In October, I am off to one of the great places in the world: Transylvania. It is for a conference in Baia Mare, but the experience is much more than merely a conference. If you can go, go. I’ll be talking on socialist theory and practices concerning nationalities, with China as a case study.

The International Conference of Cultural Studies

 “Multiculturalism and the Need for Recognition”

Baia Mare, 14-16 October, 2016

 

Baia Mare

Key note speakers:

Professor Roland Boer, Newcastle University, Australia

Professor Paul Cliteur, Leiden University, The Netherlands

Professor Otoiu Adrian, Tech Univ of Cluj-Napoca, North Univ Centre of Baia Mare, Romania

Mohandas K. Gandhi once said “No culture can live if it attempts to be exclusive”. This adage surely favours the ethics of multiculturalism placing the accent on the acceptance and integration of different cultures in a given society. And indeed, the basic objectives of multiculturalism have always been to assist cultural groups in retaining and fostering their identity, at the same time overcoming barriers to their full participation in society, to promote creative exchanges among all cultural groups, and to assist immigrants in coping with the inherent processes of cultural adaptation, mixing, and mélange.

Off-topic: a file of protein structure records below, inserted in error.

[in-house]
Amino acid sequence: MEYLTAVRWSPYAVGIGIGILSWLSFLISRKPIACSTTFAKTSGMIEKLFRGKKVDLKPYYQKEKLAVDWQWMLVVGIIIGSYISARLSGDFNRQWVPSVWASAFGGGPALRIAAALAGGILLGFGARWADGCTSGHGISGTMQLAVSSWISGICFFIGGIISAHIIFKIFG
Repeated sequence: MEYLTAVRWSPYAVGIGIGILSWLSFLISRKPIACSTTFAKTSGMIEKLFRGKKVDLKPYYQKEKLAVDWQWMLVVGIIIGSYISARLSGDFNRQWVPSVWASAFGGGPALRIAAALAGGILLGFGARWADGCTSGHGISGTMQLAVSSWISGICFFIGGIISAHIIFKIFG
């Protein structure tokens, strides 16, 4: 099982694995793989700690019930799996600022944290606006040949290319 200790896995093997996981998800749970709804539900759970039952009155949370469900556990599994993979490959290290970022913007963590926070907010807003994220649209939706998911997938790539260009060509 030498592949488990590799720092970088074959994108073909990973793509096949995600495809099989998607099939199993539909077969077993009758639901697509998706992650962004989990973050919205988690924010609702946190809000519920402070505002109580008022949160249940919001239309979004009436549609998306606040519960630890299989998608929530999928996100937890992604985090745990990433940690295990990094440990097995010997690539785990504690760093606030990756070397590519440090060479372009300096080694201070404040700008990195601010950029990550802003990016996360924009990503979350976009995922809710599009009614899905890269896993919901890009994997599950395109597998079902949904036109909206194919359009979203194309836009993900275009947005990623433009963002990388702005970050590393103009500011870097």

In spite of all these, there are still voices which claim that multiculturalism does, in fact, undermine the main cultural identity of a state, endangering social unity and cohesion, and being a constant cause of conflict. Although there are voices which tend to emphasise the benefits of McLuhan’s “global village”, there are also pessimistic previsions which incline to the belief that the universe we now inhabit is nothing but a global dystopia in which various ethnic groups are engaged in asserting their need for recognition.

The idea that we are all in each other’s back yard is not so easily digestible. Not if we have in mind countries that see and understand the concept of nation in terms of ethnicity, placing the accent on the role of the ethnic group.